“I therefore encourage President Kiir to act quickly to appoint a new government, in accordance with the Interim Constitution, that reflects the diverse groups in South Sudanese society.

“I strongly urge all groups and individuals to respond in a measured and peaceful manner, and to work together to maintain security and the rule of law. We will look to them to engage constructively in the democratic process, for the benefit of South Sudan's peaceful development.”
Source:  APO report reprinted at
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[4]  Report from Xinhua (Agencies) dated Thursday, 25 July 2013; 08:58.  Full copy:
UN mission closely monitoring situation in South Sudan amid political changes       
UN mission in South Sudan is closely monitoring the situation in the country after its president fired the vice president and dismissed the lead negotiator in talks with Sudan, a spokesperson said on Wednesday.

The UN Mission in South Sudan (UNMISS) noted that Vice President Riek Machar has publicly stated that he recognizes the President's right to dissolve the government and that he is willing to launch opposition through the electoral process, UN deputy spokesperson Eduardo del Buey told reporters at a daily news briefing.

"The Mission also notes that no actor has challenged the constitutionality of the steps taken by the President," del Buey said, adding that UNMISS is very closely monitoring the situation.

South Sudanese President Salva Kiir on Tuesday sacked his deputy Riek Machar, dissolved the government, and suspended the top negotiator of the world's newest nation with Sudan.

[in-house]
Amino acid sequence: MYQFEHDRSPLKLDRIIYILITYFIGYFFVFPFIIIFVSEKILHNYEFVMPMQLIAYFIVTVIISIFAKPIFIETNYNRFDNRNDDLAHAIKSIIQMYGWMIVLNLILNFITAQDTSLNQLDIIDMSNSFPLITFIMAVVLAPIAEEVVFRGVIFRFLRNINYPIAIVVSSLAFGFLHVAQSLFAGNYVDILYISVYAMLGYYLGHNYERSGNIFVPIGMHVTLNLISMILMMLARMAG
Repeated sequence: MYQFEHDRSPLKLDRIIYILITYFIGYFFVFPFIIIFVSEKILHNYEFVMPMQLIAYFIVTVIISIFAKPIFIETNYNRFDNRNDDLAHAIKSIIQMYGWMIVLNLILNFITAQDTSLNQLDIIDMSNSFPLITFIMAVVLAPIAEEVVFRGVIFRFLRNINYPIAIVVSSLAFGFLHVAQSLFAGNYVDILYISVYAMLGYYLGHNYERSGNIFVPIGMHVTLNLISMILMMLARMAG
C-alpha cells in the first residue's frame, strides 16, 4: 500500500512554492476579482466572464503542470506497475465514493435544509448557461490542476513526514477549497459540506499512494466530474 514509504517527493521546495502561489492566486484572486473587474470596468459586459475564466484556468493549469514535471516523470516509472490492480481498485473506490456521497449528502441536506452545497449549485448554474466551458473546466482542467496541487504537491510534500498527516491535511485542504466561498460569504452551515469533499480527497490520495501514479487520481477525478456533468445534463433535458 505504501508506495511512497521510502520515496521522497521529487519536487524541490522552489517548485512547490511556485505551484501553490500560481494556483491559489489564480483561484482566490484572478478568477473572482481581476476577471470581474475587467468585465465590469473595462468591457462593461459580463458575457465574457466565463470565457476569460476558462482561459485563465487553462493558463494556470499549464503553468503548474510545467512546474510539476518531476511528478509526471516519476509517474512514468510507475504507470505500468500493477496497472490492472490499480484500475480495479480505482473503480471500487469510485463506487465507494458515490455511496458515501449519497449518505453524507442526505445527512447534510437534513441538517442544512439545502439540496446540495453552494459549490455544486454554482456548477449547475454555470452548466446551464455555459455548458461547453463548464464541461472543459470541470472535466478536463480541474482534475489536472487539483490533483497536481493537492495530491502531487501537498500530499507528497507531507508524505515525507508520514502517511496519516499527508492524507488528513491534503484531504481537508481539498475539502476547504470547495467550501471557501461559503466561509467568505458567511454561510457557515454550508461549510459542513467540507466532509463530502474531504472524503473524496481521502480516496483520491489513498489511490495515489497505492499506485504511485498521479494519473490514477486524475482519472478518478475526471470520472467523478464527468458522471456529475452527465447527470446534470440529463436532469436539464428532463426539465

Source:  Reprinted by
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[5]  Report by Radio dated Wednesday, 24 July 2013.   Full copy:
Documents: decrees issued by South Sudan's President 
JUBA, South Sudan - South Sudan's President Salva Kiir announced on Tuesday [23 July 2013] over the state radio in Juba [South Sudan] he was relieving several members of his government in a series of decrees.
Among those relieved are Vice President Riek Machar, every national minister and deputy ministers, 17 brigadiers in the police service and SPLM Secretary Pa’gan Amum.

Amum will be investigated by a committee chaired by Speaker of the Assembly James Wani Igga. The SPLM Secretary is accused of ‘administrative mismanagement’ within the party, and the investigation will report back within 30 days to the president, who is also chairman of the party.

See below the following Orders issued by President Salva Kiir:

RSS/RO/J/14/2013 – Reduction and Restructuring of the Ministries of the National Government of the Republic of South Sudan

SPLM/CPO/J/01/2013 – Suspension and the Formation of the Committee to Investigate the SPLM Secretary General

RSS/RD/J/49/2013 – Relief of the Vice President of the Republic of South Sudan

RSS/RD/J/50/2013 – Relief of National Ministers of the Government of the Republic of South Sudan

RSS/RD/J/51/2013 – Relief of National Deputy Ministers of the Government of the Republic of South Sudan

Restructuring of the ministries.pdf of the ministries.pdf
Suspension of Pagan Amum.pdf of Pagan Amum_0.pdf
Relief of VP.pdf of VP.pdf
Relief of National ministers.pdf of National ministers.pdf
Relieve of National Deputy ministers.pdf of National Deputy ministers.pdf 
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[6]  UN Security Council Resolution 2109 (2013) Adopted by the Security Council at its 6998th meeting on 11 July 2013